By Charlotte Owen
The nation’s favourite bird enjoys an even greater following at this time of year, when homes across the country are graced by a robin or two perched on the mantelpiece among an array of season’s greetings. But why is the robin so strongly associated with Christmas?
As with so many of our festive traditions, it all began with the Victorians. Back in 1840, a major reform of the Post Office saw the launch of the Penny Post, making it possible to send a letter anywhere in the British Isles for the modest sum of one penny - and introducing the now-famous Penny Black, the world’s first postage stamp. Such an affordable new service immediately proved popular and generated a multitude of mail, which was delivered by postmen in brand new, bright red Royal Mail uniforms. The red-breasted postmen were fondly nicknamed ‘robins’ and the birds soon featured on early Christmas cards – another new invention – allowing the Victorians to delight in the idea of a robin delivered by a robin.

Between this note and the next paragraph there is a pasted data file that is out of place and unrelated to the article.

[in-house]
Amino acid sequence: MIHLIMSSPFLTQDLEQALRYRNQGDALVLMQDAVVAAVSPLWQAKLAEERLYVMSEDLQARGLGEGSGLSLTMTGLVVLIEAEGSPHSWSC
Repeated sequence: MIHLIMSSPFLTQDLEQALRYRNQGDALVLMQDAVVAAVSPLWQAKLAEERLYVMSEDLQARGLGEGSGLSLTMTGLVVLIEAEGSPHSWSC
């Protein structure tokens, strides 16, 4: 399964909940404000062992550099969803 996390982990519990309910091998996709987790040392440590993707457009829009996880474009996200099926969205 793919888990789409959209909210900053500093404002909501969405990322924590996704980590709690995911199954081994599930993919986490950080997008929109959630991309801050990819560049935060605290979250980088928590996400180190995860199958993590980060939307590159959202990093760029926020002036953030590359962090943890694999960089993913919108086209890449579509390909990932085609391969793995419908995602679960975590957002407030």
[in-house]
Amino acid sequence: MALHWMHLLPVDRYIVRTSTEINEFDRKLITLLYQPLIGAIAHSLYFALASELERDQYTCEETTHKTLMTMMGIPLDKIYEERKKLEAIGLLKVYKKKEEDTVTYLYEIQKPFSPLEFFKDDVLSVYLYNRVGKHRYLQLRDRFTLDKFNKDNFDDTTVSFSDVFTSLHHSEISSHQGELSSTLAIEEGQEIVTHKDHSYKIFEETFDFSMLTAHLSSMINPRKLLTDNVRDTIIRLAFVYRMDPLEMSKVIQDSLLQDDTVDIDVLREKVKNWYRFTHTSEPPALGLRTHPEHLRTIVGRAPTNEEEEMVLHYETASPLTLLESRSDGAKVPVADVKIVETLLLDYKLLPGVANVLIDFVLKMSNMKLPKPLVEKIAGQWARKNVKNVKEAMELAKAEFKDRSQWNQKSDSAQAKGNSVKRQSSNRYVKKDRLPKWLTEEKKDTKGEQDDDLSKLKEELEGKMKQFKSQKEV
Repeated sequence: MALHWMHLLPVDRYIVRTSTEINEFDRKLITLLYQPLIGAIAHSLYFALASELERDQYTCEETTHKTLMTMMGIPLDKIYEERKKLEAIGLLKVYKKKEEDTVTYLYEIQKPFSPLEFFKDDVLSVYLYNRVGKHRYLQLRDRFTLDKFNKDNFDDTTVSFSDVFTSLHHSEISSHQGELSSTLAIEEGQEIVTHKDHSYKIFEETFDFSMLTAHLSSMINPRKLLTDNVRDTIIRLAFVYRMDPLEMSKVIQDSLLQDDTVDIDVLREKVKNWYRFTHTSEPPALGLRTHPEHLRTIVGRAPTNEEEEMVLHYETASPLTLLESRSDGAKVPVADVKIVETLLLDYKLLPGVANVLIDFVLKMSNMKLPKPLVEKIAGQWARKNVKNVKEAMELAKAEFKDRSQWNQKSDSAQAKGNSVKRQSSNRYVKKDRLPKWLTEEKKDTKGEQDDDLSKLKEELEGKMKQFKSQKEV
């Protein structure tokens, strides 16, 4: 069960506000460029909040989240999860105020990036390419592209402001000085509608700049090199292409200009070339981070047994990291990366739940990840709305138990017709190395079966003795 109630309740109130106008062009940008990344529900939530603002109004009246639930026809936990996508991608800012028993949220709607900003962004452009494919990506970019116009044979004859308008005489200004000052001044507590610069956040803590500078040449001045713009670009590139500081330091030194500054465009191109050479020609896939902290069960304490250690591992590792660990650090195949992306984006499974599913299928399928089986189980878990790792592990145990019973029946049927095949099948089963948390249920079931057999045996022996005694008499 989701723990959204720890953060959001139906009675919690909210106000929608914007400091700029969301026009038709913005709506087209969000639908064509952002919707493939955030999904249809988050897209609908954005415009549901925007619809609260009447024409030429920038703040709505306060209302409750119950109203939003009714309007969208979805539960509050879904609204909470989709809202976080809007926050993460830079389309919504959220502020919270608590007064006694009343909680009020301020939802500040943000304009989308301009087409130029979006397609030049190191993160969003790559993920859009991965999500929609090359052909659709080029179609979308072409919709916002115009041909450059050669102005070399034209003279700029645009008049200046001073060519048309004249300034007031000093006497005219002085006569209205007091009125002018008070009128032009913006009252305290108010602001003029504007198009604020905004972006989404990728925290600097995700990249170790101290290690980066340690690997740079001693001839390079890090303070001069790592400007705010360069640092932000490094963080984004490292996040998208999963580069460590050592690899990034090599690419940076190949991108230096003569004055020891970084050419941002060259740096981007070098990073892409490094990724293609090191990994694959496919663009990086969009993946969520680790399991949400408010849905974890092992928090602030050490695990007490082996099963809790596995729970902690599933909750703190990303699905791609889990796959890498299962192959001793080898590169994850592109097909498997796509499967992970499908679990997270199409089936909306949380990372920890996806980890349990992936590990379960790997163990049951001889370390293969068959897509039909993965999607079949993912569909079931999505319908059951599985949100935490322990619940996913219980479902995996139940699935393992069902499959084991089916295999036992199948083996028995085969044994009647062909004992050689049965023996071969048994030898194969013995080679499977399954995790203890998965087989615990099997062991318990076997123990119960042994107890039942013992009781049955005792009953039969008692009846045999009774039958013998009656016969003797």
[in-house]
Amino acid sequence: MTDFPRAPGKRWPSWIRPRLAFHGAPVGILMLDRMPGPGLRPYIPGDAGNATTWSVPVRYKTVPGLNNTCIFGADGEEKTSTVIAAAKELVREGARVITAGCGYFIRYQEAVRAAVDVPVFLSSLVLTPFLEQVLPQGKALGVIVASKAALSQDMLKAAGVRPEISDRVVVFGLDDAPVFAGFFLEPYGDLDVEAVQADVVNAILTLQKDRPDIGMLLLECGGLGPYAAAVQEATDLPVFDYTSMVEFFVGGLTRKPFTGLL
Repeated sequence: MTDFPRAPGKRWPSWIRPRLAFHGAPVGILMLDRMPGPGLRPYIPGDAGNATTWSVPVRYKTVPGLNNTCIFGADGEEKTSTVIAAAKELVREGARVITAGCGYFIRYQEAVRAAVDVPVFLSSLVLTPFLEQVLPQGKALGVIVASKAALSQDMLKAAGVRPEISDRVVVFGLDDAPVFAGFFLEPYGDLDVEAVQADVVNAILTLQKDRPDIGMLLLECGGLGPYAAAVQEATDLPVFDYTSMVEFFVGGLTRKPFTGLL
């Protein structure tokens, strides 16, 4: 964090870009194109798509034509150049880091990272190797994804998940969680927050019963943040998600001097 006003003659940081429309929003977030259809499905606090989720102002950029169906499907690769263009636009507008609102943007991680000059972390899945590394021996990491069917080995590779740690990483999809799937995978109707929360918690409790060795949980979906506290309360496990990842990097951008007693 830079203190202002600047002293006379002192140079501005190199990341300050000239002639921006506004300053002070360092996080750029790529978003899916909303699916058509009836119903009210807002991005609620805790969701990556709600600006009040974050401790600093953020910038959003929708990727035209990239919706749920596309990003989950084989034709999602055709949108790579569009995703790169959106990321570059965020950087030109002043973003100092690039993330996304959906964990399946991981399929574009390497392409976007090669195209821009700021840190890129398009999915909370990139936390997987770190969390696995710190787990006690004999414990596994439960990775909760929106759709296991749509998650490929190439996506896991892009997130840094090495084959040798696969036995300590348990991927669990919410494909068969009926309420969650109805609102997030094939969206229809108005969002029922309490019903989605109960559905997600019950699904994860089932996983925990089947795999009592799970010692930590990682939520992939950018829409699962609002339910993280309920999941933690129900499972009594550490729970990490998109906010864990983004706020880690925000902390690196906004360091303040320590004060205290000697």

The postman’s nickname has long since fallen out of use but the bird remains our Christmas number one thanks to a huge back-catalogue of festive fables, legends and folklore. The most ancient of these viewed robins as omens and harbingers, potentially of joyful tidings, and the storybook robin is always a friendly, trusting character. The garden robin seems to live up to this reputation, appearing almost instantly the moment we start digging and happily darting underfoot to look for unearthed worms. Robins are resident all year round but draw particular attention with a splash of colour in the otherwise bleak mid-winter palette of browns and greys, and they are one of the only birds that sing at this time of year, so are often connected with winter. Robins are far from friendly when it comes to other birds though and can be surprisingly aggressive in defence of their winter feeding territory. They do begin to mellow towards the end of December when males start trying to attract a mate, so look out for pairs of robins jointly defending a territory around Christmas time and into the New Year.